This review is a joint effort with F. A. B. Coutinho and W. B. Tanner
This interesting pedagogical book targets a public with no background in economics, readers who missed Economics 101 in college. Broadly speaking, the text combines outstanding qualities with a weakness. On its bright side, one learns how economic cycles rise and fall and how the US government tries to regulate the economy and walk the line separating substantive inflation from recession. A number of reviews can be found on the web in praise of the clear, good-humored presentation and of the clever analogies constructed to bring the author's points home. We join previous reviewers in applause of such virtues.
The weakness, which by contrast has been overlooked, is disregard for theory. The layperson may be pleased with this aspect of the book. Eager to understand how the Fed interferes with his life, he will be relieved to find no mathematical symbols between the covers. Simplicity, nevertheless, has a price: the reader is likely to end up with the false impression that theory is superfluous and that the only tool in the competent economist's chest is time-series extrapolation. To emphasize this point, we will spell out the only mathematical expression in the book, an unwritten equation discussed in Chapter 1. To write down that expression, we need a few definitions. GDP is a nation's gross domestic product. N is the number of workers, and P is the average productivity, that is, the average amount of goods that a worker produces in one year, measured in dollars. Evidently, GDP = NP, an equality that is almost a definition, easy to understand. The trouble is the complexity of the economic system, which makes N and P interdependent and bound to numerous other variables. To show how N and P depend on those other variables is the object of macroeconomic models, a goal that many textbooks describe very well. True, theories often fail, and a few tumble with thunder, but this is how science plows through the thickets of the unknown. Of course, neither the models, nor their successes or failures are hidden in the equality GDP = NP. Even the most diligent attempt to find the complexity of economics in this simple mathematical expression is bound to fail. That, however, is what Greg Ip does. Not surprisingly, he fails. The stumble may be less than obvious to the inexperienced reader, but a hint is found at the end of the section titled "A recipe for economic growth", in Chapter 1. Here, Ip concludes that if N increases by 1% and P, by 1.5%, then the GDP grows by 2.5%, an inaccuracy that will raise the attentive reader's eyebrows. To be sure, the deviation is minute: 1% over 1.5% is equivalent to 2.515%. Nonetheless, stating that the GDP grows by 2.5%, instead of saying that it grows slightly over 2.5%, proclaims that arithmetic accuracy and mathematical rigor are foreign to economics.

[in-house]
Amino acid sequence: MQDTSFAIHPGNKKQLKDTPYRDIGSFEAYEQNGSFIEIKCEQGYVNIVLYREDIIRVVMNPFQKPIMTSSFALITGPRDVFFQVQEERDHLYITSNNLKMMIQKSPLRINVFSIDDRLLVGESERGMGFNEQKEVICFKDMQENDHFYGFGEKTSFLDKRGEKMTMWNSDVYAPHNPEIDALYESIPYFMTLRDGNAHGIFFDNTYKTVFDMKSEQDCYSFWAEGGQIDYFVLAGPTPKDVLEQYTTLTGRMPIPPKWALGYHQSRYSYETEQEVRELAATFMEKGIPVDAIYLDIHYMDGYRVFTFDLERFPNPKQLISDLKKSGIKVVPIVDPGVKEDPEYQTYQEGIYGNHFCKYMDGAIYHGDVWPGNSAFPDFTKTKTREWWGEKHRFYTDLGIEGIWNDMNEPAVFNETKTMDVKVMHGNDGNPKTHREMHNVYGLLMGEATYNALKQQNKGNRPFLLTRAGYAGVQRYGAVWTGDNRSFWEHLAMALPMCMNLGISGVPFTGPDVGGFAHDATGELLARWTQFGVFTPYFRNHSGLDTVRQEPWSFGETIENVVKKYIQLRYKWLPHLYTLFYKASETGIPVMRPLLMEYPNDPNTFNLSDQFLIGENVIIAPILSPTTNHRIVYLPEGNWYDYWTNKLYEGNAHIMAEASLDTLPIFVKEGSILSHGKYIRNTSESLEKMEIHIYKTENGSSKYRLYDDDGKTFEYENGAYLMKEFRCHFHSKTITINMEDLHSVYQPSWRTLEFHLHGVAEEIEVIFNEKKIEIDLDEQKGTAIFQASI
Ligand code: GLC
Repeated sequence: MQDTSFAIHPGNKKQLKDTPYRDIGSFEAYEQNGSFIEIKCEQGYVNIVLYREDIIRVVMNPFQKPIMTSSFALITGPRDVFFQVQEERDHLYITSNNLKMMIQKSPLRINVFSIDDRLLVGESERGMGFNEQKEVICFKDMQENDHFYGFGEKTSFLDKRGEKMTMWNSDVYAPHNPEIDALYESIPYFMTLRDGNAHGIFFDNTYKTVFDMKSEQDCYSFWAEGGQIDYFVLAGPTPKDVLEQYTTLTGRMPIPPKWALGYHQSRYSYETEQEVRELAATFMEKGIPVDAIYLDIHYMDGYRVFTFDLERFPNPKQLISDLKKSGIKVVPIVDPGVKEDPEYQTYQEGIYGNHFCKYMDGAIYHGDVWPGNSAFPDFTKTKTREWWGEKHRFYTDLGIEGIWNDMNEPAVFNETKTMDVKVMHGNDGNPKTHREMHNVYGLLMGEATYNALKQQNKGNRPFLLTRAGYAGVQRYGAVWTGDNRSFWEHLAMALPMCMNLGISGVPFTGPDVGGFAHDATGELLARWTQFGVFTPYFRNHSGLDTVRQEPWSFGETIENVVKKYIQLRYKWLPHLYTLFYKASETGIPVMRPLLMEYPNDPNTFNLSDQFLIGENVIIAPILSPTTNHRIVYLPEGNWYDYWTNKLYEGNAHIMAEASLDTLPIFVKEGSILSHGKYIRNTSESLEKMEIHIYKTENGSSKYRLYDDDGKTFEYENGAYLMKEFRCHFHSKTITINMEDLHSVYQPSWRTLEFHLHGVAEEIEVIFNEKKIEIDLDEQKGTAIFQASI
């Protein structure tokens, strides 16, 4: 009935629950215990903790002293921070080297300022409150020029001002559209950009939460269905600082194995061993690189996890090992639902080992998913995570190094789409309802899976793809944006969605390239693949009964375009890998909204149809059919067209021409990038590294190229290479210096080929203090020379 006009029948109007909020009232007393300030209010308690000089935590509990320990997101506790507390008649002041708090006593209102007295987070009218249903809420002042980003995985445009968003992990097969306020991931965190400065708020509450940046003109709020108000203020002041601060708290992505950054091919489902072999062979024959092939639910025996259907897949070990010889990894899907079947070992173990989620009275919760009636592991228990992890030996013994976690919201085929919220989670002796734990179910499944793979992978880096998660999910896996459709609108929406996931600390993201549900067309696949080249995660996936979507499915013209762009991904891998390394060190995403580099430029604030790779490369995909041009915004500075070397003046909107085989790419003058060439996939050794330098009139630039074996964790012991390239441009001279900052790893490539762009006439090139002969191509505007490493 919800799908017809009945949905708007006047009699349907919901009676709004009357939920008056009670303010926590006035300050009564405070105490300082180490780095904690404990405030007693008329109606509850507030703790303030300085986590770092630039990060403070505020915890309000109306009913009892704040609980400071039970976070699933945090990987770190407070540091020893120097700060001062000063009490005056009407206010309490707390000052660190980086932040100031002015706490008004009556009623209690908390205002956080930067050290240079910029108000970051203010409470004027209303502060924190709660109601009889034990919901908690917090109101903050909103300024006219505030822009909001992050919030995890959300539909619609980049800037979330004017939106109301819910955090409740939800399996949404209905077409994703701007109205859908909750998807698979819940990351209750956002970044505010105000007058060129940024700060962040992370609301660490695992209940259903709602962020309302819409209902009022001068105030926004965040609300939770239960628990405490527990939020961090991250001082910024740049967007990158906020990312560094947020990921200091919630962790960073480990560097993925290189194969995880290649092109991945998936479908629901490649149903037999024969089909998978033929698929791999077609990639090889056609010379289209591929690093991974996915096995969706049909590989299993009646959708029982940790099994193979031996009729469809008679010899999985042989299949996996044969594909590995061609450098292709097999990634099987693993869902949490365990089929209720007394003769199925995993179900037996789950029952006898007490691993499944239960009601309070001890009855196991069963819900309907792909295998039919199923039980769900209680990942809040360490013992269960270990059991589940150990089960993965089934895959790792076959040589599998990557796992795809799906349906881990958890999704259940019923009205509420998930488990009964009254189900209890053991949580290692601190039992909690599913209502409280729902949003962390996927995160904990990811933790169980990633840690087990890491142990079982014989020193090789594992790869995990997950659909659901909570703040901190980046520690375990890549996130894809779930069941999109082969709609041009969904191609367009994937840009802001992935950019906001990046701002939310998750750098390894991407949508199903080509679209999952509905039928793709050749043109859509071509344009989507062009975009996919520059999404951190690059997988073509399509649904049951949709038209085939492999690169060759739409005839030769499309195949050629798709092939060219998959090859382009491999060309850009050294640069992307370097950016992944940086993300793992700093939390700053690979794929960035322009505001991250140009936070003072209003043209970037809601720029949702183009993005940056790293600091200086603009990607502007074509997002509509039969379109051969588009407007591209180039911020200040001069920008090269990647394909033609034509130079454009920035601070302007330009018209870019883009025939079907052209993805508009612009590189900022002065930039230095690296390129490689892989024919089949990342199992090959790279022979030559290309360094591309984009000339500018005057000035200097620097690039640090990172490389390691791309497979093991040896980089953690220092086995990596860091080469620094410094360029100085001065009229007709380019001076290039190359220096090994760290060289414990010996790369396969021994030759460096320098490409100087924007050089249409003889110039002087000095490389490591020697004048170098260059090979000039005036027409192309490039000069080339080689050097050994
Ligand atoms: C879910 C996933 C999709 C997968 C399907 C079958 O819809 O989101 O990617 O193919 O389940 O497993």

The author belongs to the class of scholars known as Humanists or Social Scientists. Humanists differ from such hard scientists as mathematicians or physicists in the way they acquire and disseminate knowledge. Hard scientists have much to learn from humanists, just as much as the latter would profit from communication with the former. In reference to this point, see the Brazilian Journal of Physics, Volume 44, pp. 125-127 (2014), for a review of two books authored by hard scientists who strive to explain their methods to humanists. The authors will be glad to send reprints to interested readers.
"The Little Book on Economics" focuses on the operation of the American economic agencies and is attractive and harmless to readers with scientific training. The indifference of the text towards theoretical developments may nonetheless be detrimental to others, for it portrays the economist as a modern version of the seventeenth-century physician, a professional who had to decide between the purgative and the leech after feeling the patient's pulse, measuring her temperature, and evaluating her complexion. Controversial as Paul Krugman's writing may be, his articles in the New York Times are much more faithful to the scientific nature of economics. Ip's book merits five stars because it is delightfully clear and offers an enormous amount of information about the committees steering the economy in the US. Make no mistake, however: its fifteen chapters compose no substitute for a crash course on Economics.